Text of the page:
The team’s conclusions are being explored by further research into the effects of laundering, abrasion and aging on the various fabrics.
Pamela Ravasio is Head of Corporate Social Responsibility and Sustainability with the European Outdoor Group, which represents the sector.
She said: “The European Outdoor Group welcomes this new research, which adds scientific insight and data to this complex and multi-faceted issue. One of the key challenges we encounter as an industry is that there is very little reliable, scientifically-based data available.
“This limits understanding of the long-term environmental and health impacts of the new chemistries – such knowledge is also critical to avoid new chemistries being introduced which turn out to be even more harmful than those they replace.
“We look forward to further research that will increase knowledge and contribute to better technologies.”
MIDWOR-LIFE was present at the most important trade fair on technical textiles in Europe: TECHTEXTIL.
TECHTEXTIL was held from 9th to 12th May in Frankfurt. It received more than 42.000 visitors from 105 different countries.
MIDWOR-LIFE was represented within the booth of CLUTEX, the Czech partner, AEI TEXTIL and LEITAT also attended the event on behalf of the project.
The first part of Action B1 consists of performing the application of the selected conventional and alternative DWOR products on the selected fabrics.
Chemical Substitution is a hot topic in Europa as the 2018 registration deadline, part of the REACH process managed by the European Chemicals Agency (ECHA) is closer and chemicals which are not registered will no be able to be supplied legally in the EU market.
Mr. Mauro Scalia, Manager of Sustainable Businesses of EURATEX and member of MIDWOR-LIFE External Advisory Board shares his perspective and the substitution process driven by the implementation of REACH and the proposal to ban some chemical substances such as PFOA and how this rises new challenges in the innovation field.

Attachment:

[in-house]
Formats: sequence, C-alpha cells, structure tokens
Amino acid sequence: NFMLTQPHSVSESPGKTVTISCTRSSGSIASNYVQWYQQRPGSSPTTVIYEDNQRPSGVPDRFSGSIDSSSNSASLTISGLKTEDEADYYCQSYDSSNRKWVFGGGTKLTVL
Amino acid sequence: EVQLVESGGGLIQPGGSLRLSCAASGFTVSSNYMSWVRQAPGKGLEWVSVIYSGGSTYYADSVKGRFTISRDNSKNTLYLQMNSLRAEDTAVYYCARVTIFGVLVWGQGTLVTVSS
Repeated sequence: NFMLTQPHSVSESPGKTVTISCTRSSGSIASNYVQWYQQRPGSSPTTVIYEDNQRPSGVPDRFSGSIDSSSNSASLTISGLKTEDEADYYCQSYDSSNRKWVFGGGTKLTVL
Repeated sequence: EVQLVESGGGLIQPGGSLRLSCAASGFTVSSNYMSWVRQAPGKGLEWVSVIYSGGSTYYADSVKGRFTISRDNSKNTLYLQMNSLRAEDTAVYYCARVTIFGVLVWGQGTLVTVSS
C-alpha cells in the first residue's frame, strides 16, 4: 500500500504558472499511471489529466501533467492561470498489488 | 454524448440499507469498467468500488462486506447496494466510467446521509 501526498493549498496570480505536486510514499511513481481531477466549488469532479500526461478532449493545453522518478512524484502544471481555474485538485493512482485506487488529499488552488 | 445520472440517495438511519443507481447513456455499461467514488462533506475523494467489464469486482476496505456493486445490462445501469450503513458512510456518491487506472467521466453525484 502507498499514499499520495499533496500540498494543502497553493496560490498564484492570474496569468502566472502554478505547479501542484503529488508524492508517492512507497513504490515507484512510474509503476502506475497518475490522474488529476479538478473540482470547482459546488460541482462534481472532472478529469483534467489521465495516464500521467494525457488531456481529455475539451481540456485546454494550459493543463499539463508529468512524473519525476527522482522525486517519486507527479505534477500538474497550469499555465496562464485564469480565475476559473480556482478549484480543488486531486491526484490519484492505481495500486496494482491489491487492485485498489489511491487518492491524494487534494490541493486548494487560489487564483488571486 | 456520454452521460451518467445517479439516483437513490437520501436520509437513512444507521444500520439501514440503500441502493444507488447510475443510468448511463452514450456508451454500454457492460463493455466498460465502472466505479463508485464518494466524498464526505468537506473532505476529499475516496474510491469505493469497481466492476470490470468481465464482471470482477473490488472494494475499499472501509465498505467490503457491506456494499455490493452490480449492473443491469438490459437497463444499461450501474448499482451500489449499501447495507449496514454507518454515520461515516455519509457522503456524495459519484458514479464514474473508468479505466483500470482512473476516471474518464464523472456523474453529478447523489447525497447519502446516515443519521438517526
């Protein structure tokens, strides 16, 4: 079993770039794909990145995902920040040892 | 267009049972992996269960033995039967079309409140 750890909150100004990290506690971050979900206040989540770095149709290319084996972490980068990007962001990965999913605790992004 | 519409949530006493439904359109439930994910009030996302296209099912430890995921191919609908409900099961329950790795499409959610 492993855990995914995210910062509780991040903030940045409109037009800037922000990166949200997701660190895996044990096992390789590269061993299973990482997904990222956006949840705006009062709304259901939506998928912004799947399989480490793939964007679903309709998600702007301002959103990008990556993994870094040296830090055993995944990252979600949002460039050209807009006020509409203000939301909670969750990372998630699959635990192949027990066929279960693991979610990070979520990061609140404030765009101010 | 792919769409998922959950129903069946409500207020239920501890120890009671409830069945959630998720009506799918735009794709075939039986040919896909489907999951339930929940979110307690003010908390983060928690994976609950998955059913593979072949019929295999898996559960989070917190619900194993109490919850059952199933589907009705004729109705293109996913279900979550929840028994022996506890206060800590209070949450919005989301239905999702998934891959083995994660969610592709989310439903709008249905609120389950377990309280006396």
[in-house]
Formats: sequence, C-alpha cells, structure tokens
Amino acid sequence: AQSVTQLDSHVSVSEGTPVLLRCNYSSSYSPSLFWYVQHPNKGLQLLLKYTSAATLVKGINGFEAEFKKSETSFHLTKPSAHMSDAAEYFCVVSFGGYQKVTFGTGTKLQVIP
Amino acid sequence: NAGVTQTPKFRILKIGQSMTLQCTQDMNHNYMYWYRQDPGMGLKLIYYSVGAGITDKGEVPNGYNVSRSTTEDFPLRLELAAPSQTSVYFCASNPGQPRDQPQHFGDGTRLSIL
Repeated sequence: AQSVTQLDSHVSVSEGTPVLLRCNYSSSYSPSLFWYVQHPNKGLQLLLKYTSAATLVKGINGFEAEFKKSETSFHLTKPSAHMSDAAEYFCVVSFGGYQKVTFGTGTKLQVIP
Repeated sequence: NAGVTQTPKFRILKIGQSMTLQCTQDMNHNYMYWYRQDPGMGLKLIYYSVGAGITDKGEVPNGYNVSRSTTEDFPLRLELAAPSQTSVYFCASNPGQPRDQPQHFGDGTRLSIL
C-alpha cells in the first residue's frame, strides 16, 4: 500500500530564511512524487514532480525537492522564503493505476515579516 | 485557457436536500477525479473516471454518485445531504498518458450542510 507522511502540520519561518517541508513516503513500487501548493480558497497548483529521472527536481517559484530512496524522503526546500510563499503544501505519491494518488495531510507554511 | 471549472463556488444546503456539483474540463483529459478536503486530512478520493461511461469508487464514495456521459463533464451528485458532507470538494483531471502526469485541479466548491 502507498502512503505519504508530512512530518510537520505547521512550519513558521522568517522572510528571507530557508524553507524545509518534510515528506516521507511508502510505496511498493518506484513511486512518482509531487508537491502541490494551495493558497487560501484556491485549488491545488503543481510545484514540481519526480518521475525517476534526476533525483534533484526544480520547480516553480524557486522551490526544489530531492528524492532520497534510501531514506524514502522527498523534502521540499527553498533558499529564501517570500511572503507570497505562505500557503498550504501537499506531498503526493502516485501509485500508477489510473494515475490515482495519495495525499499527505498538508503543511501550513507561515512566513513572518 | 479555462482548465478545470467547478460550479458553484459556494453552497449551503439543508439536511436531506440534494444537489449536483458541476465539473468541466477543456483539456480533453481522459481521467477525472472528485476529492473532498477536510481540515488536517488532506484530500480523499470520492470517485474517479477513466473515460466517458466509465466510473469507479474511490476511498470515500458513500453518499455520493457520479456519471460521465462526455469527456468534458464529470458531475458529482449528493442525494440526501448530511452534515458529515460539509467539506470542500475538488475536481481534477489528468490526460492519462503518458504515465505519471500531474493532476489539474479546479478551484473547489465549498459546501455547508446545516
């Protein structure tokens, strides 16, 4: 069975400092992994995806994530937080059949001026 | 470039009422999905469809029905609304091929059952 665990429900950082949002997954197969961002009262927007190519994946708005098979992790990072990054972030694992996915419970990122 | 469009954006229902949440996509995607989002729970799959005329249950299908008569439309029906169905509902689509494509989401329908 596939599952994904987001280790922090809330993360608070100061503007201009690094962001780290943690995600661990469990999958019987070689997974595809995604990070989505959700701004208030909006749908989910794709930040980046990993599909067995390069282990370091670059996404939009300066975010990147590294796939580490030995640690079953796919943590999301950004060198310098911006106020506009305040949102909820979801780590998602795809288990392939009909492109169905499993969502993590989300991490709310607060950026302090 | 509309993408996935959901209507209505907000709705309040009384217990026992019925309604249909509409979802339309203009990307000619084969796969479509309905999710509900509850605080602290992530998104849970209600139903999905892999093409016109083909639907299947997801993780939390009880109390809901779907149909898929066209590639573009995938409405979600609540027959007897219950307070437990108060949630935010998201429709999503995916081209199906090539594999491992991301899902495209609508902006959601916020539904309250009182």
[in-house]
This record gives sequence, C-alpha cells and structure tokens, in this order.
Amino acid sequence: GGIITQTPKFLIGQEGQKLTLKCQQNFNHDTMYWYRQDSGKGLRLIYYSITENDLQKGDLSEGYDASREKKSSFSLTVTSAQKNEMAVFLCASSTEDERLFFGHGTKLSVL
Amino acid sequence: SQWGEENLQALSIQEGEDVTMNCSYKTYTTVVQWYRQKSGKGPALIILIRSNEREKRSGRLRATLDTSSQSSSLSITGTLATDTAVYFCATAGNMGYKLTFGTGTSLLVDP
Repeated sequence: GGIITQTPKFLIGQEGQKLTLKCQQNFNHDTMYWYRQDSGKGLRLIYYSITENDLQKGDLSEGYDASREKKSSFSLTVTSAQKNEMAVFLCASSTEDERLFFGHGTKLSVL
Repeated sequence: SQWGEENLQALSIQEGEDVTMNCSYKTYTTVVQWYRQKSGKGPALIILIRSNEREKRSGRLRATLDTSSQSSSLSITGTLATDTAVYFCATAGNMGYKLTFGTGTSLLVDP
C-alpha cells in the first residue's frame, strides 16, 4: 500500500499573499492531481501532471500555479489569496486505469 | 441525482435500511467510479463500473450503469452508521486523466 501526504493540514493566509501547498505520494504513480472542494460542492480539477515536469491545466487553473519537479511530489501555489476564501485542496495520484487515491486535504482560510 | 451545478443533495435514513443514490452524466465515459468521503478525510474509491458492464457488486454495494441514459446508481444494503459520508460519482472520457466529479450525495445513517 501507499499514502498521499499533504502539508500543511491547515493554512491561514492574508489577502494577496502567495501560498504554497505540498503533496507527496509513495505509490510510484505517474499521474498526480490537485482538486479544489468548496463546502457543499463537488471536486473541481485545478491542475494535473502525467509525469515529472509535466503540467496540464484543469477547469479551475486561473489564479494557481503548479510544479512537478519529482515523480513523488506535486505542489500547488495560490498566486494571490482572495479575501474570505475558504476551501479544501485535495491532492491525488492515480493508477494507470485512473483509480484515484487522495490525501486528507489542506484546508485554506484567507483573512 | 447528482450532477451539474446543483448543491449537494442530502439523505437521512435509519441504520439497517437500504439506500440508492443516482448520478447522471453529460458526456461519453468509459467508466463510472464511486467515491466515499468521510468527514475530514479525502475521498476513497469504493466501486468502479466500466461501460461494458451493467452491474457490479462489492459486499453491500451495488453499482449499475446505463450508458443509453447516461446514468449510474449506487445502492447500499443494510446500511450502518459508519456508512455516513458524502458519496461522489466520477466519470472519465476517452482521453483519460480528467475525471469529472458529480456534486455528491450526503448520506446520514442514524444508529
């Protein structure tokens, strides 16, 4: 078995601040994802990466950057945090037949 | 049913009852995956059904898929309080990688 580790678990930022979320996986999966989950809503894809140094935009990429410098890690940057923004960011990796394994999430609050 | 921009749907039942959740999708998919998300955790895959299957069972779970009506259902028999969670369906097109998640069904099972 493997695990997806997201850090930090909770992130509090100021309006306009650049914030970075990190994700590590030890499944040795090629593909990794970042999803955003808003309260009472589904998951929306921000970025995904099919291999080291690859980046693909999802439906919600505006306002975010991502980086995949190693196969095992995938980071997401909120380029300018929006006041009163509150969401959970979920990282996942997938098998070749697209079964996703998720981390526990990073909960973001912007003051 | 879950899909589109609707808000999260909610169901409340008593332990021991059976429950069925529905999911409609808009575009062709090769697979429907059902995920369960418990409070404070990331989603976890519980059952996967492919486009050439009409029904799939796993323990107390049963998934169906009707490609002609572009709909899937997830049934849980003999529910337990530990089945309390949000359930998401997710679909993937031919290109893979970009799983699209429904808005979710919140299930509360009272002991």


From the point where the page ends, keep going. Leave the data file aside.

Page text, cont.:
According to the draft Regulation, attached to WTO document 16-5339, PFOA is identified as a persistent, bioaccumulative and toxic substance (PBT). It has been on the Candidate List of Substances of Very High Concern (SVHCs) since June 2013, and is a candidate for listing under Annex XIV (Authorization List) of REACH.
With the purpose of advancing in the development of this environmental assessment, and aiming to address different aspects that must be defined at early stages of the activity, a draft version of the LCA has been developed. This initial LCA has been built using the results from the previous Preparatory Actions (A1 & A2) and specific data from the Ecoinvent database and technical references.
AEI TEXTIL organized a workshop on the 21st of June on the topic “Environmental sustainability challenges in the technical textile sector”. Representatives of 25 SMEs and over 30 attendees gathered together at the Textile Museum of Terrassa (CDMT).
The workshop evolved around three main objetives:
The starting meeting of MIDWOR-LIFE project took place in Terrassa (Barcelona, Spain) on Wednesday 30th September 2015.
MIDWOR-LIFE is cofounded by the European Community under the LIFE+ Financial Instrument within the axe Environment Policy and Governance and under the Grant Agreement n. LIFE14 ENV/ES/000670, it started on 1st September 2015 and lasts 36 months with a total budget of 931.850 €. Read more